The debate about the possibility that robots would take over some of the work done by people began in the 1920s. It was a logical evolution, since the history of the human being is also the history of the development of the technological tools that have allowed us to produce more and better. At the same time the human being could have devoted himself to higher tasks. From the primitive stone tools from the Paleolithic, through the mastery of metal, to the steam engine, in the twentieth century the advent of computers completed the circle. Nowadays we own machines for almost everything. We're talking about more and more "intelligent" machines (for the moment we'll leave aside the debate on the "intelligence" of the machines and postpone it to another time), and there is hardly any job in which a machine is not used, from a simple plough to a sophisticated mobile phone.
It is time to realize the dream that some have imagined: all the heavy and repetitive work can be performed by machines. It won't take long before it becomes technologically possible. As a matter of fact, if the resources were destined for research, what little is missing would be quickly achieved. What we have lacked so far is the will, both political and economic.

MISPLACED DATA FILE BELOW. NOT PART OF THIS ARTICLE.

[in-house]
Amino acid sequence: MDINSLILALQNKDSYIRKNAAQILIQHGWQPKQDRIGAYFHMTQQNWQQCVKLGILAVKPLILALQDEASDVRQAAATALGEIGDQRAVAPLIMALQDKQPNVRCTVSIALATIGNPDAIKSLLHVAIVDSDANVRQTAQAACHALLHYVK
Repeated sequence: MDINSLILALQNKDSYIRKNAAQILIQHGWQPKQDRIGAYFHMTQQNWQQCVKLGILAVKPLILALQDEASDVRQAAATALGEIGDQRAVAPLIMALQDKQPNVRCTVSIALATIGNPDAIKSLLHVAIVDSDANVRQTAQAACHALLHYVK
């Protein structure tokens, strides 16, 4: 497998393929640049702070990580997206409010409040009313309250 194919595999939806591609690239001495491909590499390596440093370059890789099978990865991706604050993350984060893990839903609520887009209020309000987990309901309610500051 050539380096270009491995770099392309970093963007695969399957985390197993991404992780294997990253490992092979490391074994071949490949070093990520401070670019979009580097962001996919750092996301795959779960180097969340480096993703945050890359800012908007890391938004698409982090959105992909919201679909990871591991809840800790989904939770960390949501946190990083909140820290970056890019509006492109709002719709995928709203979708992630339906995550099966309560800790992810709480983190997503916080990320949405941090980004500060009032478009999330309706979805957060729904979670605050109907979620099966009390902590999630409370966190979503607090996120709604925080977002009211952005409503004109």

The UBI would be a great incentive, as on the one hand, more people could devote their time to research in this field, and on the other, since there would be no extreme economic need, we would be obliged to have machines to do the heavy work that nobody wants to do, at least not for a minimum wage (I think about picking fruit, for example). Instead of allocating economic and human resources to the development of robots that can act as "intelligent" soldiers (if they were "intelligent" they would not be soldiers). Those same robots could perform much more socially beneficial functions for the benefit of all. The time has come for the UBI.
Translated from Italian by Ilaria Cuppone